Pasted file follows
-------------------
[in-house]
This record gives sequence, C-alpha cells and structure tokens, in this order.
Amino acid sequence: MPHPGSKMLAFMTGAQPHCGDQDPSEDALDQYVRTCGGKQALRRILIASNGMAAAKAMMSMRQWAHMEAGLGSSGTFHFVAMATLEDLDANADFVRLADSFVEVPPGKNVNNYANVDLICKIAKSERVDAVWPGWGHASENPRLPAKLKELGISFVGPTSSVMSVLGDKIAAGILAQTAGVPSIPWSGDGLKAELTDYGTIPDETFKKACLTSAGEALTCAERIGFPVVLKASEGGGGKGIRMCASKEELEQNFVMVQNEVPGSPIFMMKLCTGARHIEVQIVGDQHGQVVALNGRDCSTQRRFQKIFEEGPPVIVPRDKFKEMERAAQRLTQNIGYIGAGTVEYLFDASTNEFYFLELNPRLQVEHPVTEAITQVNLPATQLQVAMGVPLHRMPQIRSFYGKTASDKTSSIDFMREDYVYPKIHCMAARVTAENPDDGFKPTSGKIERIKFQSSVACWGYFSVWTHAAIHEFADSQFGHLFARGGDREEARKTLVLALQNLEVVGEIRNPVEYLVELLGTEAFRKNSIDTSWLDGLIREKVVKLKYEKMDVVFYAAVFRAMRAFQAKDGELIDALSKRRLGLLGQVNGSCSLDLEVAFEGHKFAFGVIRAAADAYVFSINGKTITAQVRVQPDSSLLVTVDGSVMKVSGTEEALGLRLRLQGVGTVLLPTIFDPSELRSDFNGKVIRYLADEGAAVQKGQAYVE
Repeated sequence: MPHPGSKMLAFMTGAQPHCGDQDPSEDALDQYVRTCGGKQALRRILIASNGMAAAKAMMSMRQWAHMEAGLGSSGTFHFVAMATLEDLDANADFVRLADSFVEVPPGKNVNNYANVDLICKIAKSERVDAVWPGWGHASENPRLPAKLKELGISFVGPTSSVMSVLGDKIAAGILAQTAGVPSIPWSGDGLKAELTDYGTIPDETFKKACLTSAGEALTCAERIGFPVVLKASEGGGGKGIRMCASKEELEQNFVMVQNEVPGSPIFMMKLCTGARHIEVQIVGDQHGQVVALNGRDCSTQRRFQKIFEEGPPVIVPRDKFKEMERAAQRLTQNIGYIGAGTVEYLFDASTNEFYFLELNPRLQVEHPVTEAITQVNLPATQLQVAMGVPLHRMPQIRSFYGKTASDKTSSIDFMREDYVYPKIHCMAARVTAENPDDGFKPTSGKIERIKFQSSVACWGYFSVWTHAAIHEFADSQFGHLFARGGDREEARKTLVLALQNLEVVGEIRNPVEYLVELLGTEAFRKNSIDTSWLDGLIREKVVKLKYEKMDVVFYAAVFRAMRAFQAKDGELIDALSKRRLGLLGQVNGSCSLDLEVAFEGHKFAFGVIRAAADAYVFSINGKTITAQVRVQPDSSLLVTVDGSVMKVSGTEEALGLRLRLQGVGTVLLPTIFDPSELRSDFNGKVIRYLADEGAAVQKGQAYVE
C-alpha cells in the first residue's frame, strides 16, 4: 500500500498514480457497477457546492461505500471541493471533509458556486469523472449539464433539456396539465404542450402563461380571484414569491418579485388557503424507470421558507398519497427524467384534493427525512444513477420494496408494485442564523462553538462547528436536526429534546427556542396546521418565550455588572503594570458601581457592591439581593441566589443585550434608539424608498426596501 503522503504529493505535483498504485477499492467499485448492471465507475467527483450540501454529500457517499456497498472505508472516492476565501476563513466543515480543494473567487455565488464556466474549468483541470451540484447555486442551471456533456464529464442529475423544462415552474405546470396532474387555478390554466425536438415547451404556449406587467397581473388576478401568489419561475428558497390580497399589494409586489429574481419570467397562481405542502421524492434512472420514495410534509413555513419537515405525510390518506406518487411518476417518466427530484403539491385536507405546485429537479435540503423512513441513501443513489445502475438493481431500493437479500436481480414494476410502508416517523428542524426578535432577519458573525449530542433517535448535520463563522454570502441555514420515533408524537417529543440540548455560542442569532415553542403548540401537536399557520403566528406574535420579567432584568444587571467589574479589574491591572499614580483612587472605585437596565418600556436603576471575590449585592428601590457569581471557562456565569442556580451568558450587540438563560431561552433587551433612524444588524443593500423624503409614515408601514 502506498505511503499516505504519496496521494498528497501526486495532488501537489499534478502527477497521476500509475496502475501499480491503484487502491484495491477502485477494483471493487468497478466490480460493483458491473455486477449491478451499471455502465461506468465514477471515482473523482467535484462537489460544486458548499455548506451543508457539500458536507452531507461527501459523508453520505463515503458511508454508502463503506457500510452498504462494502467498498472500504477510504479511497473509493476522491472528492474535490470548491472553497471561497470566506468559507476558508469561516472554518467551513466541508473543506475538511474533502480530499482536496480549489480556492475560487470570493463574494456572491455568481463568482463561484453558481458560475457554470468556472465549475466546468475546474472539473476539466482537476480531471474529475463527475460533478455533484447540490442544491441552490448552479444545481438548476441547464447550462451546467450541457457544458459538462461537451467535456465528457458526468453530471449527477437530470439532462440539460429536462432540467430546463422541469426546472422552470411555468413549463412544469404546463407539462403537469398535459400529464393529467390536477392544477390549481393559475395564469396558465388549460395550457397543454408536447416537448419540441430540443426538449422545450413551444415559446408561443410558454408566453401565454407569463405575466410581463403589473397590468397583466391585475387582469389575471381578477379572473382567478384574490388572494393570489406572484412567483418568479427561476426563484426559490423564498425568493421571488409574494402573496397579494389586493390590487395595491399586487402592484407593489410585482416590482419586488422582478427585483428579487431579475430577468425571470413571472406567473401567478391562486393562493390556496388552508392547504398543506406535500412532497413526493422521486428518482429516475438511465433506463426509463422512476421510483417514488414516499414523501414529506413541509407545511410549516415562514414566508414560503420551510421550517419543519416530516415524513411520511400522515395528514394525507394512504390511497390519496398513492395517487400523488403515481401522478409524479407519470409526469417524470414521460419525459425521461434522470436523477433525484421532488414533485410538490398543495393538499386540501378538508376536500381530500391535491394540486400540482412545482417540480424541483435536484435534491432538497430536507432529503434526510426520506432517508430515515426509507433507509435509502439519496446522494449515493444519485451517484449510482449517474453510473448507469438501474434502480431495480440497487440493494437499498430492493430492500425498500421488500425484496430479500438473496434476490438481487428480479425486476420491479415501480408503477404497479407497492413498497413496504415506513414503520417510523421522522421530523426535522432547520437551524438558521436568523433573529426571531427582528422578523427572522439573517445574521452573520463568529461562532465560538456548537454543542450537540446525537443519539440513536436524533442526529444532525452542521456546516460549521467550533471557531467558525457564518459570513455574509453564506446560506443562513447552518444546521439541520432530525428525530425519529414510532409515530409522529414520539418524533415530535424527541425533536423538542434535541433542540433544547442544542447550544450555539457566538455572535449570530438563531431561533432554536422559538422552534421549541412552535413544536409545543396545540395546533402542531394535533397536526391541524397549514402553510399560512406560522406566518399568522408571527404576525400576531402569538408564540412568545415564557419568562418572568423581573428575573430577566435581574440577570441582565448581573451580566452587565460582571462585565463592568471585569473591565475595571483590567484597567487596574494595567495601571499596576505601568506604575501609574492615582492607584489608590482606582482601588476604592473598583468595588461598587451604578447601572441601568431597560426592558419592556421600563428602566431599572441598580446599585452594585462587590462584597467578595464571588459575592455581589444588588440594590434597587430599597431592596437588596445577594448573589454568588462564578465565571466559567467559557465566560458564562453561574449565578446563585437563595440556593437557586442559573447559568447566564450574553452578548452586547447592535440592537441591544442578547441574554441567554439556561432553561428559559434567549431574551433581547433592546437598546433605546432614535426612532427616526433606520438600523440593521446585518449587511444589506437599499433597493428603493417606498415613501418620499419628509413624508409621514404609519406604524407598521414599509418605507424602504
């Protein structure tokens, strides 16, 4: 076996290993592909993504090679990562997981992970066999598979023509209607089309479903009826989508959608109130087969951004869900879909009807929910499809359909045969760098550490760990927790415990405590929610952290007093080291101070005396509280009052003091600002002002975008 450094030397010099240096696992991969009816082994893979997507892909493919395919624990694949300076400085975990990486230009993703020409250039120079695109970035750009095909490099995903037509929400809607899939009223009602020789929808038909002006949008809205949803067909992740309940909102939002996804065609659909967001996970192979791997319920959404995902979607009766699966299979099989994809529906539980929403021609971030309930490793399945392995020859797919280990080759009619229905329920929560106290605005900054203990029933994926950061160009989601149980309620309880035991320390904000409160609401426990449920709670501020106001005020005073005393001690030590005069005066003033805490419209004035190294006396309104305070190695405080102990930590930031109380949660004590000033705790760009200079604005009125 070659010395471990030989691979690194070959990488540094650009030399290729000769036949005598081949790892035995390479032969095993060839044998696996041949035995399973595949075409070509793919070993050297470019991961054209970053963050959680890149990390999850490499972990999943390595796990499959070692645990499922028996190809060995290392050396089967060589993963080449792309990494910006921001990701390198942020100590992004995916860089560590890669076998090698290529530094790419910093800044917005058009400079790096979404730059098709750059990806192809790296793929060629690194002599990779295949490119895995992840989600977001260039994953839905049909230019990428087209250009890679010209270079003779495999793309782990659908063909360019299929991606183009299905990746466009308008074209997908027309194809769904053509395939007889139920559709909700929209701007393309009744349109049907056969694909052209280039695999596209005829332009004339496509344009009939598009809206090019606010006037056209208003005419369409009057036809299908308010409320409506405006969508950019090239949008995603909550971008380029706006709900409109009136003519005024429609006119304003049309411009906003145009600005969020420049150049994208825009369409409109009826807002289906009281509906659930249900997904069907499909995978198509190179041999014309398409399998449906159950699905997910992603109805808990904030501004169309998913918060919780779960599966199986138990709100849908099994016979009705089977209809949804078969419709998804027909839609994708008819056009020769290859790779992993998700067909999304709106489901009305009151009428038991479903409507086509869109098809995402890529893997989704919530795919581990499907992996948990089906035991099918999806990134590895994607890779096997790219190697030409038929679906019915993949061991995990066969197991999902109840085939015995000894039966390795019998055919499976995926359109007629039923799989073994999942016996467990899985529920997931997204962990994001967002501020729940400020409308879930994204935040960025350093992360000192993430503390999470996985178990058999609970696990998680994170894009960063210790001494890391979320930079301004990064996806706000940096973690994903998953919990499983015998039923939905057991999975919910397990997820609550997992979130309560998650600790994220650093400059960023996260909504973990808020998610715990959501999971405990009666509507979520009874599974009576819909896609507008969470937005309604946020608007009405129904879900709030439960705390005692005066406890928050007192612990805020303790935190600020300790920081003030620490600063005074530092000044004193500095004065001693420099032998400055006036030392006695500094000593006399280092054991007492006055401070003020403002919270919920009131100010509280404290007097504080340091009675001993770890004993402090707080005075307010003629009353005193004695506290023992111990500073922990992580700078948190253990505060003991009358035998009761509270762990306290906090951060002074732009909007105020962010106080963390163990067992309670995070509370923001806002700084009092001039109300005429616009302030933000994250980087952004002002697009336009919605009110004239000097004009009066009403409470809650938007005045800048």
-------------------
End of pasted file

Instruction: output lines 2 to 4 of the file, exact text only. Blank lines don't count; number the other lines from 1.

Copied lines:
This record gives sequence, C-alpha cells and structure tokens, in this order.
Amino acid sequence: MPHPGSKMLAFMTGAQPHCGDQDPSEDALDQYVRTCGGKQALRRILIASNGMAAAKAMMSMRQWAHMEAGLGSSGTFHFVAMATLEDLDANADFVRLADSFVEVPPGKNVNNYANVDLICKIAKSERVDAVWPGWGHASENPRLPAKLKELGISFVGPTSSVMSVLGDKIAAGILAQTAGVPSIPWSGDGLKAELTDYGTIPDETFKKACLTSAGEALTCAERIGFPVVLKASEGGGGKGIRMCASKEELEQNFVMVQNEVPGSPIFMMKLCTGARHIEVQIVGDQHGQVVALNGRDCSTQRRFQKIFEEGPPVIVPRDKFKEMERAAQRLTQNIGYIGAGTVEYLFDASTNEFYFLELNPRLQVEHPVTEAITQVNLPATQLQVAMGVPLHRMPQIRSFYGKTASDKTSSIDFMREDYVYPKIHCMAARVTAENPDDGFKPTSGKIERIKFQSSVACWGYFSVWTHAAIHEFADSQFGHLFARGGDREEARKTLVLALQNLEVVGEIRNPVEYLVELLGTEAFRKNSIDTSWLDGLIREKVVKLKYEKMDVVFYAAVFRAMRAFQAKDGELIDALSKRRLGLLGQVNGSCSLDLEVAFEGHKFAFGVIRAAADAYVFSINGKTITAQVRVQPDSSLLVTVDGSVMKVSGTEEALGLRLRLQGVGTVLLPTIFDPSELRSDFNGKVIRYLADEGAAVQKGQAYVE
Repeated sequence: MPHPGSKMLAFMTGAQPHCGDQDPSEDALDQYVRTCGGKQALRRILIASNGMAAAKAMMSMRQWAHMEAGLGSSGTFHFVAMATLEDLDANADFVRLADSFVEVPPGKNVNNYANVDLICKIAKSERVDAVWPGWGHASENPRLPAKLKELGISFVGPTSSVMSVLGDKIAAGILAQTAGVPSIPWSGDGLKAELTDYGTIPDETFKKACLTSAGEALTCAERIGFPVVLKASEGGGGKGIRMCASKEELEQNFVMVQNEVPGSPIFMMKLCTGARHIEVQIVGDQHGQVVALNGRDCSTQRRFQKIFEEGPPVIVPRDKFKEMERAAQRLTQNIGYIGAGTVEYLFDASTNEFYFLELNPRLQVEHPVTEAITQVNLPATQLQVAMGVPLHRMPQIRSFYGKTASDKTSSIDFMREDYVYPKIHCMAARVTAENPDDGFKPTSGKIERIKFQSSVACWGYFSVWTHAAIHEFADSQFGHLFARGGDREEARKTLVLALQNLEVVGEIRNPVEYLVELLGTEAFRKNSIDTSWLDGLIREKVVKLKYEKMDVVFYAAVFRAMRAFQAKDGELIDALSKRRLGLLGQVNGSCSLDLEVAFEGHKFAFGVIRAAADAYVFSINGKTITAQVRVQPDSSLLVTVDGSVMKVSGTEEALGLRLRLQGVGTVLLPTIFDPSELRSDFNGKVIRYLADEGAAVQKGQAYVE